(UV) A covert visual security element on a card that allows invisible graphics to turn red only when viewed under ultraviolet light.
VingCard provides electronic locks and electronic locking systems to the hospitality industry, including guestroom locks, with both mag-stripe and smart card lock technology. VingCard hotel door electronic locks and electronic locking systems give hotels peace of mind. A closed proprietary standard.
(Yellow, Magenta, Cyan) yellow, magenta and cyan are the primary print colors for cards. The three colors are combined in varying degrees to make a full spectrum of colors.
(Yellow, Magenta, Cyan, monochrome) Yellow, magenta and cyan are the primary print colors for cards. The three colors are combined in varying degrees to make a full spectrum of colors. Monochrome or (K) is black resin panel.
(Yellow, Magenta, Cyan, K-Resin, Helper) Yellow, magenta and cyan are the primary print colors for cards. The three colors are combined in varying degrees to make a full spectrum of colors. Monochrome or (K) is black resin panel and H is Helper panel (Retransfer printer only) special panel to aid in the transfer of certain card types and materials such as polycarbonate, etc.
(Yellow, Magenta, Cyan, K-Resin, Inhibit) Yellow, magenta and cyan are the primary print colors for cards. The three colors are combined in varying degrees to make a full spectrum of colors. Monochrome or (K) is black resin panel and I = Inhibit panel (Retransfer printer only)—prevents printing and transfer on certain areas of a card such as the Mag Stripe or signature panel.
(Yellow, Magenta, Cyan, monochrome, monochrome) Yellow, magenta and cyan are the primary print colors for cards. The three colors are combined in varying degrees to make a full spectrum of colors. Monochrome or (K) are black resin panels—the latter (K) is used for monochrome printing on the back side of a card.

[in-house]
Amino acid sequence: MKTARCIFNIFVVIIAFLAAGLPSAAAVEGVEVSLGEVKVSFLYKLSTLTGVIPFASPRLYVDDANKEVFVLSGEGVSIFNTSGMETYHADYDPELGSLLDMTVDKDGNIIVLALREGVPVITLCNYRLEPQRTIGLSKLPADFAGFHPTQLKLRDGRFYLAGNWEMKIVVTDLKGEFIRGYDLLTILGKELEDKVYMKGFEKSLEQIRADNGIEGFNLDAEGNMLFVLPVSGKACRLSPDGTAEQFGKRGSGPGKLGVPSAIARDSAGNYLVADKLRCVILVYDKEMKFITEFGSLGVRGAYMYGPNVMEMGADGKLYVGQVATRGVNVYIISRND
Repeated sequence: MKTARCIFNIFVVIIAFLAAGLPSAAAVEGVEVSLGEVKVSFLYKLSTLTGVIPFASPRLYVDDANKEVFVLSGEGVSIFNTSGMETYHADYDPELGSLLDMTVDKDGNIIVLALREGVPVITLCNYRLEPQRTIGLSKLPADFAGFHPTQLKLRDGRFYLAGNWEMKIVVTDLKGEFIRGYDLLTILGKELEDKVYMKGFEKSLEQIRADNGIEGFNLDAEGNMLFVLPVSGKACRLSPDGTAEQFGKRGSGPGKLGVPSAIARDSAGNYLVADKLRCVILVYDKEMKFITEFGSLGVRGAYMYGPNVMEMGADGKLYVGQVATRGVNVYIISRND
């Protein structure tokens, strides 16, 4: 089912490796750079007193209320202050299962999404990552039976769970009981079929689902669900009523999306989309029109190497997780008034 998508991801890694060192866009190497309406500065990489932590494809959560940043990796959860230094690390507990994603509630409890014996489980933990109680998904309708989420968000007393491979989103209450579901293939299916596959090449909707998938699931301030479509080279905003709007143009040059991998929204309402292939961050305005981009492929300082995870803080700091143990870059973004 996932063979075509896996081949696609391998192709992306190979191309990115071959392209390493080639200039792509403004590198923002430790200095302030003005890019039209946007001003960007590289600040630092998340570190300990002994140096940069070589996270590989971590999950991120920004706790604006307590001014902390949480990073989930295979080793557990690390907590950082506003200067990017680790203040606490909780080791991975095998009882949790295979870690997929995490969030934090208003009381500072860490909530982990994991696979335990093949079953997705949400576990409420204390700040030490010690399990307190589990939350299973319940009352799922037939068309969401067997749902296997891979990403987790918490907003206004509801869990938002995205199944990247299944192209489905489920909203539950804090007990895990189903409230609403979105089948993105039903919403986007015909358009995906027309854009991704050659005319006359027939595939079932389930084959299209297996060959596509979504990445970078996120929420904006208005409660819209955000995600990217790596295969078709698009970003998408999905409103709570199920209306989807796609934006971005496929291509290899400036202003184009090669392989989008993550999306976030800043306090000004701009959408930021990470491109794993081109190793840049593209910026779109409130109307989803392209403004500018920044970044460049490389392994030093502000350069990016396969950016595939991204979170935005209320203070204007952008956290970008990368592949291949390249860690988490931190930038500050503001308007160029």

(Yellow, Magenta, Cyan, monochrome, Topcoat) Yellow, magenta and cyan are the primary print colors for cards. The three colors are combined in varying degrees to make a full spectrum of colors. Monochrome or (K) is a black resin panel, and the topcoat panel provides the card with minimal protection against everyday use and environmental elements (e.g., UV rays).
(Yellow, Magenta, Cyan, monochrome, Overcoat) Yellow, magenta and cyan are the primary print colors for cards. The three colors are combined in varying degrees to make a full spectrum of colors. Monochrome or (K) is a black resin panel, and clear overlay or (O) is a thin, protective layer.
(Yellow, Magenta, Cyan, Monochrome, Overcoat, monochrome) Yellow, magenta and cyan are the primary print colors for cards. The three colors are combined in varying degrees to make a full spectrum of colors. Monochrome or (K) is a black resin panel, and clear overlay or (O) is a thin, protective layer. The latter (K) is used for monochrome printing on the back side of a card.
Full color dual side ribbon with Black and Overlay on front and back
(Yellow, Magenta, Cyan, Monochrome, Overcoat, monochrome) Yellow, magenta and cyan are the primary print colors for cards. The three colors are combined in varying degrees to make a full spectrum of colors. Monochrome or (K) is a black resin panel, Uv = Ultraviolet used in security applications for ultraviolet printing of security features. The latter (K) is used for monochrome printing on the back side of a card.